Review: Decision to Leave

An erotic thriller without the eroticism, Park Chan-wook’s Decision to Leave spins a masterfully twisty tale of duty and obsession disguised as a police procedural resulting in one of the best films of the year.

Hae-jun (Park Hae-il) is an insomniac workaholic detective working in Busan, South Korea away from his wife Jung-an (Lee Jung-hyun) in Lido. Haunted by unsolved cases, Hae-jun investigates the seemingly accidental death of a hiker. The more he investigates, the more he suspects the man’s Chinese wife Soo-rae (Tang Wei) of foul play. The further Hae-jun’s investigation goes, the more he becomes attached to Soo-rae. Eventually, Soo-rae is cleared of wrongdoing, and Hae-jun moves back to Lido.

Months later, Hae-jun runs into Soo-rae and her new husband Ho-shin (Park Yong-woo). Hae-jun tries to move on with his life, but later investigates a murder victim who turns out to be Ho-shin. With increased eyes and tortured morals, the pair again come together to find some sort of resolution.

Despite having all the elements of a cat-and-mouse erotic thriller, the erotic elements are excluded. Is Soo-rae keeping Hae-jun at arm’s length on purpose, or is their relationship meant for deeper understanding? The dual understanding that each party is enamored with the other deepens the connection, but the actual physical consummation of that relationship would render it pointless. It’s all about the longing and the wanting of something that is unattainable.

Seo-rae’s lack of Korean fluency adds further distance between the pair, but it adds to the tension. Does Seo-rae mean what she says or is it someone who is using a language barrier to manipulate Hae-jun to get what she wants. That barrier also exists as the difference between police and civilian. Hae-jun has the insight and intuition that points to Seo-rae as a murderer, but how much is he willing to divulge for fulfillment? What is it Hae-jun is even trying to have fulfilled?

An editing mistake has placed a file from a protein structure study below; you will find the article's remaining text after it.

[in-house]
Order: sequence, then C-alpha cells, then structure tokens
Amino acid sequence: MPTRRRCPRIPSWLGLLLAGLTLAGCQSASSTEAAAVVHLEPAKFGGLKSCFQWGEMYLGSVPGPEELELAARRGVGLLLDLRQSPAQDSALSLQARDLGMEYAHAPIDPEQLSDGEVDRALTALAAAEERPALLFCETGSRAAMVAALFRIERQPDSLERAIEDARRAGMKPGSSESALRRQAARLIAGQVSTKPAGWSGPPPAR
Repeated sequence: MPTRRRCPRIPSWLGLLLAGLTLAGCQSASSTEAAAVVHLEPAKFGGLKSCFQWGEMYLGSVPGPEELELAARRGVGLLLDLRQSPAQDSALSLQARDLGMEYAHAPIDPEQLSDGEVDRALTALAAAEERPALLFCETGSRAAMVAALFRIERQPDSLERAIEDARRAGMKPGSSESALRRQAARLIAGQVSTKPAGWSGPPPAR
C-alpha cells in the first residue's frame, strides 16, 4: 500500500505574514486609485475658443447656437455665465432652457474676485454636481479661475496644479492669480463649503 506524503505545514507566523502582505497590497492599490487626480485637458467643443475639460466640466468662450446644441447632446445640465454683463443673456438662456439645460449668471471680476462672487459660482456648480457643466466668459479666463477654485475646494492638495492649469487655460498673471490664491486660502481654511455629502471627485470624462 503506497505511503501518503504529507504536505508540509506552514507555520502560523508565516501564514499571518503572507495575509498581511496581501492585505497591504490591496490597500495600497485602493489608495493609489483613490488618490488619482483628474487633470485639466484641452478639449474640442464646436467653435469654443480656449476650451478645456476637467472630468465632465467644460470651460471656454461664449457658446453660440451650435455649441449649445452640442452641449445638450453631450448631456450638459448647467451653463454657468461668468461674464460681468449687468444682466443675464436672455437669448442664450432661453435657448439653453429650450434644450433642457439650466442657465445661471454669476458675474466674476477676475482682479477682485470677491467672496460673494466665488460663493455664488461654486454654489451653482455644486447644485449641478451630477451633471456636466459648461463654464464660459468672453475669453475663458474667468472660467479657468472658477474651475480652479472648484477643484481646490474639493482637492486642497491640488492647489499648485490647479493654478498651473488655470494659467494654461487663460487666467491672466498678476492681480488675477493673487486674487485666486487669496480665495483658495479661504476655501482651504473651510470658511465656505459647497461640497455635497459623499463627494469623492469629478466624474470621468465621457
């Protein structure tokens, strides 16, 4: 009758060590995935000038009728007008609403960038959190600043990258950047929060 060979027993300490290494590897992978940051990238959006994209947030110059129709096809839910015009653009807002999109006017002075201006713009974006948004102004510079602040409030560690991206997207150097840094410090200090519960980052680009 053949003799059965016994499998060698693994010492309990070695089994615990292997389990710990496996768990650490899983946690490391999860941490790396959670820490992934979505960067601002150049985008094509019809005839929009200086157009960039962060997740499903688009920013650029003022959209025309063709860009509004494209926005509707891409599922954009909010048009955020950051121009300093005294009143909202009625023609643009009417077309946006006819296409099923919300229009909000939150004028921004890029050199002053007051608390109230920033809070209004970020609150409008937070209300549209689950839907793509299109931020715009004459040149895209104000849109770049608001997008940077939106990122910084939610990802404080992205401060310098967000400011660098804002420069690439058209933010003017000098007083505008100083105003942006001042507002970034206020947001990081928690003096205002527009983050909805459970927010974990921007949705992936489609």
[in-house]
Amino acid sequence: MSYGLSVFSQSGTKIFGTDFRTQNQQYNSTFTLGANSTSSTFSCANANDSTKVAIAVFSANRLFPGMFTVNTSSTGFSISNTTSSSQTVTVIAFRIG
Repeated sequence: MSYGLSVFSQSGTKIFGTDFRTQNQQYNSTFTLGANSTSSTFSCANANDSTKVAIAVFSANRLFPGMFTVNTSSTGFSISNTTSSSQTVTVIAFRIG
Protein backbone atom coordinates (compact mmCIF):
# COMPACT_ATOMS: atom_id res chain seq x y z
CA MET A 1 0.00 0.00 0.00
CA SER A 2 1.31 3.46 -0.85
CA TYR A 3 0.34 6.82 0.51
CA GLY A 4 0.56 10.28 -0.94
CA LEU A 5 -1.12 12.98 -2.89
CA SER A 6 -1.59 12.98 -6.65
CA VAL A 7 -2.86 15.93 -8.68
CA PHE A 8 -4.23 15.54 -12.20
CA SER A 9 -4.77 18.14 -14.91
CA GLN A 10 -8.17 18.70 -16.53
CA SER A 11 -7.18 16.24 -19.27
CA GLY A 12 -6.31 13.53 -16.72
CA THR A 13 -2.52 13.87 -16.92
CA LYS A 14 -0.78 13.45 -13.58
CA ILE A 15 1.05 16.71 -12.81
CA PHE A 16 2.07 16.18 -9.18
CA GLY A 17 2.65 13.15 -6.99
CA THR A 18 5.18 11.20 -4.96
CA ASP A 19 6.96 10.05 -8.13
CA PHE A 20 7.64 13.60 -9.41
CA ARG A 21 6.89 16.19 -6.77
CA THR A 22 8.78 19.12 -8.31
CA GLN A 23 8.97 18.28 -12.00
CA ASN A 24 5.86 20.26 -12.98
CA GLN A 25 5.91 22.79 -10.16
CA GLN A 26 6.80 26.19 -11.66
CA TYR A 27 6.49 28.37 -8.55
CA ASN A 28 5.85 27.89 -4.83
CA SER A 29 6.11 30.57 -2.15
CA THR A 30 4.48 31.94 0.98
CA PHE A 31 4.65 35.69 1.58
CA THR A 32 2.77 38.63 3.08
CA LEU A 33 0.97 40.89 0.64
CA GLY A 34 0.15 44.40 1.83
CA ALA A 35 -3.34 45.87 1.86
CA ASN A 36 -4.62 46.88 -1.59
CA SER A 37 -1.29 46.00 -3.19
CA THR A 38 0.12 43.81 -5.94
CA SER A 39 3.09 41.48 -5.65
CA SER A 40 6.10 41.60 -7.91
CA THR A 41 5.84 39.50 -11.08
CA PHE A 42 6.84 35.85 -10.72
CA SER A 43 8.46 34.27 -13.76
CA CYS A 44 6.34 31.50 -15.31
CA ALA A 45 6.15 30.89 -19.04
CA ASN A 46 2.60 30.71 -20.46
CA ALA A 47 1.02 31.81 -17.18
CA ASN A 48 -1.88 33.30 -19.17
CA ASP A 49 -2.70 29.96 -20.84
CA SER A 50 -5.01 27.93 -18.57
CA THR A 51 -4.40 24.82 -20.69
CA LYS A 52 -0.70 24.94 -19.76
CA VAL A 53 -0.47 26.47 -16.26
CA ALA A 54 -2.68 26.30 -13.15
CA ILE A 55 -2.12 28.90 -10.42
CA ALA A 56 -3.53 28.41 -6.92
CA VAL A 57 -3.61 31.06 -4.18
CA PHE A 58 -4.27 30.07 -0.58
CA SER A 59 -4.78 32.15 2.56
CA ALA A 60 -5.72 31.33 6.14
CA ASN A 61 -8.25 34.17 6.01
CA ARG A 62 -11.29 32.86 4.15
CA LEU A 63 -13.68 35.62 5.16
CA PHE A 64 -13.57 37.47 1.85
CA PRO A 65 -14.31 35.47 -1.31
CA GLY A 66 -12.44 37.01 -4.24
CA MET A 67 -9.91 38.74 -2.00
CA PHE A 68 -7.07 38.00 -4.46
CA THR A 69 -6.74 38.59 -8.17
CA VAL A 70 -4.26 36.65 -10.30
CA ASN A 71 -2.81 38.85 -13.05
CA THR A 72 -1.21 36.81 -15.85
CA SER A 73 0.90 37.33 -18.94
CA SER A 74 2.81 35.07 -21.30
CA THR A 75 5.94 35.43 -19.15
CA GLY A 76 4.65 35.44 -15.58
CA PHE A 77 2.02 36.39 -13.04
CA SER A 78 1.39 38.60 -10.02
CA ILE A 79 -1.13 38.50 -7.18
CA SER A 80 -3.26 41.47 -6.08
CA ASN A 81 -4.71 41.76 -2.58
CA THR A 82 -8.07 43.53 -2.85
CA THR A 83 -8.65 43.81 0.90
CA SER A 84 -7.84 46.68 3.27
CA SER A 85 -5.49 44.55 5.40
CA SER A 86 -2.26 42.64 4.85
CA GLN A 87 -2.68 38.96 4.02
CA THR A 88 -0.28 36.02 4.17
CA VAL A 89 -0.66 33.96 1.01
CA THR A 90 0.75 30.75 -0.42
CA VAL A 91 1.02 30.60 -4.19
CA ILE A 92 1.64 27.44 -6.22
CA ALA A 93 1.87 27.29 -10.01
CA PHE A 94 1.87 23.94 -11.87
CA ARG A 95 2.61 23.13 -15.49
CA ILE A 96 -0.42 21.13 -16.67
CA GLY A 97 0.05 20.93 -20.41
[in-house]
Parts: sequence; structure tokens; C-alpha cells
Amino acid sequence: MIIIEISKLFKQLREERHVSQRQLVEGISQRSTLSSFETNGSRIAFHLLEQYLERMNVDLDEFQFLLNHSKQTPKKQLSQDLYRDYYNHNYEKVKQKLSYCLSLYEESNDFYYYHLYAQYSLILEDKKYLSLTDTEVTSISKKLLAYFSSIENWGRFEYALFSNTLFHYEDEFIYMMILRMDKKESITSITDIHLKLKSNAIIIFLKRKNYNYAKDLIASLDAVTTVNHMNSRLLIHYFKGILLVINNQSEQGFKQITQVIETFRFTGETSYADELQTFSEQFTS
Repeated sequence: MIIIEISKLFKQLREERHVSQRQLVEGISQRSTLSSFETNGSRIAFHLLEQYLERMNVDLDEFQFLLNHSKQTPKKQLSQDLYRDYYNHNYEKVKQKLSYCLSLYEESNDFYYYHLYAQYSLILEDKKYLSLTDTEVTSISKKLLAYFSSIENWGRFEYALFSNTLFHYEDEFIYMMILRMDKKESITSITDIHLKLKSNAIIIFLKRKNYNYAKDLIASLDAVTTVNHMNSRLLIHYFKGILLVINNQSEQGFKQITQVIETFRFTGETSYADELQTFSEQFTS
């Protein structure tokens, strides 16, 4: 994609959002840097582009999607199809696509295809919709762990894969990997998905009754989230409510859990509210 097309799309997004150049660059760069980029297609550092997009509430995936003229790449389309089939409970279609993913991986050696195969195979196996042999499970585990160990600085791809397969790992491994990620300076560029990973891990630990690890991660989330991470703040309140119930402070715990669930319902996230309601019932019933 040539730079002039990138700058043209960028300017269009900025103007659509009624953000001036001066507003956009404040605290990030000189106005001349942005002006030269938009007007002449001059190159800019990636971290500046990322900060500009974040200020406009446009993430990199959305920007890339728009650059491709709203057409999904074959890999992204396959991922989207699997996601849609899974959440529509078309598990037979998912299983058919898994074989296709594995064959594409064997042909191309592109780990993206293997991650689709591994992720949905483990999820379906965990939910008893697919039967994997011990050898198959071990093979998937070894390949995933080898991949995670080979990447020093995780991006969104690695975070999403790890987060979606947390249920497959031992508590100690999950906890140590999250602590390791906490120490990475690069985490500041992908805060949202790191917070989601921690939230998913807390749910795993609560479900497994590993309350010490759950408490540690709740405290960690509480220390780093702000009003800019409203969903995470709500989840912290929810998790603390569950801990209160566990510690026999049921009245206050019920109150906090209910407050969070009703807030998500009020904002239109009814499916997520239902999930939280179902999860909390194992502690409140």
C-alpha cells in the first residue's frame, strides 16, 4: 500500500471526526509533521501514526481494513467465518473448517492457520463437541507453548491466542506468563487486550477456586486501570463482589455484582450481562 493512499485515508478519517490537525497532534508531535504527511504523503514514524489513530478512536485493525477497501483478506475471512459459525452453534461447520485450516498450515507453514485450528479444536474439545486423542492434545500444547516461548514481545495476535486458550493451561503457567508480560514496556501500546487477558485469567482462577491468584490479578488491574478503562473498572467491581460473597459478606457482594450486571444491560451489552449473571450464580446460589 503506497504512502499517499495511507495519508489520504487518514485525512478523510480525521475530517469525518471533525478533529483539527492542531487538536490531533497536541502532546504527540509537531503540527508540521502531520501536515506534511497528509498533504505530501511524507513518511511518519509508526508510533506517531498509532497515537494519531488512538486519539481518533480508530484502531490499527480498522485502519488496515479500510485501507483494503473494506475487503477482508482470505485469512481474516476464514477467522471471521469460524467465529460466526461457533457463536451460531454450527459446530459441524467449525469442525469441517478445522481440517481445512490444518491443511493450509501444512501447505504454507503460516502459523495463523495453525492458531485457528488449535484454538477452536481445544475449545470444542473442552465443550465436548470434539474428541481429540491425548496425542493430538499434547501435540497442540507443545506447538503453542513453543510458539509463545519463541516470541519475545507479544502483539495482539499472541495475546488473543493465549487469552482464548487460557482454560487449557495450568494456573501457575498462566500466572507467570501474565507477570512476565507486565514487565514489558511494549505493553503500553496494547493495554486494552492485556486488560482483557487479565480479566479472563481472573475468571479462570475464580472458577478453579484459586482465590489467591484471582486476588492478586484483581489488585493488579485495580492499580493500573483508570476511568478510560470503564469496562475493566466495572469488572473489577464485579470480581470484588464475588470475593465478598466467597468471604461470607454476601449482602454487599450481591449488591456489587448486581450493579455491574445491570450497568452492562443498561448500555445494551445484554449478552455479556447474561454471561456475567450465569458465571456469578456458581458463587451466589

Wei gives a masterful performance as someone who is more than she says and still exactly who she proports to be. Each scene adds new layers to the actress’ performance while still uncovering as little as possible about the character. Her demeanor is one of calm control and omniscient awareness.

While Wei is deviously collected, Hae-il is emotionally shaken and unsturdy. Despite his ailments, Hae-jun is a man who knows what he is and knows his worth. The interactions with Seo-rae destroy his psyche and test his morals. Lesser actors could have turned Hae-jun into a messy heap of tics, but Hae-il keeps it all under control as his character is spinning out of it.

Chan-wook presents everything with a visual flair unlike any other director. Phone recordings flash back to the actual conversation. Surveillance puts Hae-jun in the room with Seo-rae. On the occasion the film has a foot chase between police and suspects, the camera moves like a shark. Chan-wook has always had a flair for action, and he utilizes those rare moments to give the narrative some momentum.

On paper, Decision to Leave is a straightforward police procedural. But with a talented cast and a twisty yet unexpected romance helmed by a director at the peak of his powers, it’s one film I won’t soon forget.

Decision to Leave is now playing in select theaters
Score: 4.5/5.0

Hit Me With Your Best Shot: Happy Together
Review: Turning Red

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